Paul and Jude described “praying in the Spirit” (Ephesian 6:18, Jude 1:20), and Paul has extensive teaching on the Spirit of God in our interactions in I Corinthians 12-14. This is an important part of learning to converse with the Creator. A.W.Tozer said, “The Spirit-filled life is not a special, deluxe edition of Christianity. It is part and parcel of the total plan of God for His people.” We will address this more in future blogs.
Christians have at times legitimately been accused by some of being polytheists, that is, believing in three gods, as there are two dangerous errors that cloud Christian thought about God:
1) Many Christians seem to believe in a disunity of Father, Son, and Holy Spirit, that results in an actual worship of three separate gods.
2) On the other hand, to counter this error, some fall into an opposite, but equally incorrect idea, and see the three persons as modes of presentation. For example, a man may be a father in one relationship, a husband in another, and a son in another; one man, but three modes of relationship, only one person.
Both of these errors of understanding reflect our lack of faith [trust] in who He has revealed Himself to be.
We must recognize our limitations in understanding the One True God, who is Father, Son and Holy Spirit. We need Him as He is, not who we imagine Him to be. We may in moments of prayer imagine a grandfatherly white guy watching us from a distant Heaven, or we may see ourselves walking with Jesus to do good as He did, or we may think of the Holy Spirit as a dove, coming to teach us and reveal the Father and Son to us. But He is One being in three persons, He is not white, and He is not a bird 😉 !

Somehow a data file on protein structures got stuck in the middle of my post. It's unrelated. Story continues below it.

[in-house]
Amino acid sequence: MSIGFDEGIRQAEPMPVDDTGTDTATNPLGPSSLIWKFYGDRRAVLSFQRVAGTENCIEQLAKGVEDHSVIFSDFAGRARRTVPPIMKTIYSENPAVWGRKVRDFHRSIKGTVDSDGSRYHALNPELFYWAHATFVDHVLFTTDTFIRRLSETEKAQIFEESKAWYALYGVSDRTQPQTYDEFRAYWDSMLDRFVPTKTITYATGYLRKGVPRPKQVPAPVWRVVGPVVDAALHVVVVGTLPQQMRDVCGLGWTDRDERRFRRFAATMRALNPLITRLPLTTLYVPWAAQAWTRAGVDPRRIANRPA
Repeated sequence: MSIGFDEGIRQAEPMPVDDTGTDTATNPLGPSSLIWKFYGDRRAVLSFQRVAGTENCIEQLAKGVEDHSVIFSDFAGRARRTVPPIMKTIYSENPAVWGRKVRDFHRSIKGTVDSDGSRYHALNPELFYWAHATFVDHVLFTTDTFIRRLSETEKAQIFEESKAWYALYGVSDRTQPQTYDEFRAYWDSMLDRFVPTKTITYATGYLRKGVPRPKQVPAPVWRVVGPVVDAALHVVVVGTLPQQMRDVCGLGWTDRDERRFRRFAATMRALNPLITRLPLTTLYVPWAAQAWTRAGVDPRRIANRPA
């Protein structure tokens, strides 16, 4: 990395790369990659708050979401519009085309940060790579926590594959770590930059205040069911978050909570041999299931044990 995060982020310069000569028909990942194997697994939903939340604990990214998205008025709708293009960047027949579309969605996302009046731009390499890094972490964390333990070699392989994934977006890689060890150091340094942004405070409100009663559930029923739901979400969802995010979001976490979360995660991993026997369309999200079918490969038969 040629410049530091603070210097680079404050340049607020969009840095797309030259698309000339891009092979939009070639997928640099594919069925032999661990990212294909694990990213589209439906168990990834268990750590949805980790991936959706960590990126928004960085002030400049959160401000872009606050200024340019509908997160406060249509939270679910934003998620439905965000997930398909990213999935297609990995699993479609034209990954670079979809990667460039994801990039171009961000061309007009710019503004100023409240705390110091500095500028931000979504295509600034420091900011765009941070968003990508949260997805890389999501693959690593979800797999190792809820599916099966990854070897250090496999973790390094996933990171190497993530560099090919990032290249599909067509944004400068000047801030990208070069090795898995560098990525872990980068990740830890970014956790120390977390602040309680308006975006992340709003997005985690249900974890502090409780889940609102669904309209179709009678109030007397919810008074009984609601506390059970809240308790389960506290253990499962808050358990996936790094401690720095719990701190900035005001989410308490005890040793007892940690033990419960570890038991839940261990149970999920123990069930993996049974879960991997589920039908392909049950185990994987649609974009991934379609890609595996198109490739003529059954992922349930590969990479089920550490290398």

However, in each of these imaginations we must recognize it is our limitation of understanding Who He Is, the I AM THAT I AM, uncreated, first cause, eternally existent Father/Son/Holy Spirit, Creator, the One God. “Hear, Oh, Israel, the LORD our God, the LORD is One” (Deuteronomy 6:4). The all capitalized “LORD” is a linguistic device to not use His name, I AM, improperly. The best translations of this are probably “Yahweh,” a Hebrew word for I AM. (http://www.britannica.com/EBchecked/topic/651183/Yahweh).
The difficulty we have with this is our limited experience. Among us created ones, we experience only one person to each being or soul. Realize God is so much more than we can understand, we must accept what He has revealed about Himself, and He has not left us in the dark on the matter of His personality. He is somehow three persons in one being, a mystery that He asks us to believe. When Jesus says, “I and Father are one” (John 10:30), He is not playing with ideas, but presenting who the Godhead is.
When He promises to send an Advocate, a Spirit of Truth (John 14:26), this in on the heels of his claim to be The Truth, and when viewed with the rest of the Bible’s teaching about the Holy Spirit, it becomes clear that this Spirit is a person of the Godhead.
So we come back to our title question: Where do you pray? Let me encourage you to begin to come to God through Jesus, called the Messiah or Christ. Pray to the Father through the Holy Spirit in Jesus’ name. We are not praying to three gods, nor do we pray to one person, but to the Triune God, Father/Son/Holy Spirit, a mystery which we will never fully comprehend, even through the ages of eternity, but we will come to know him better as we pray in this way.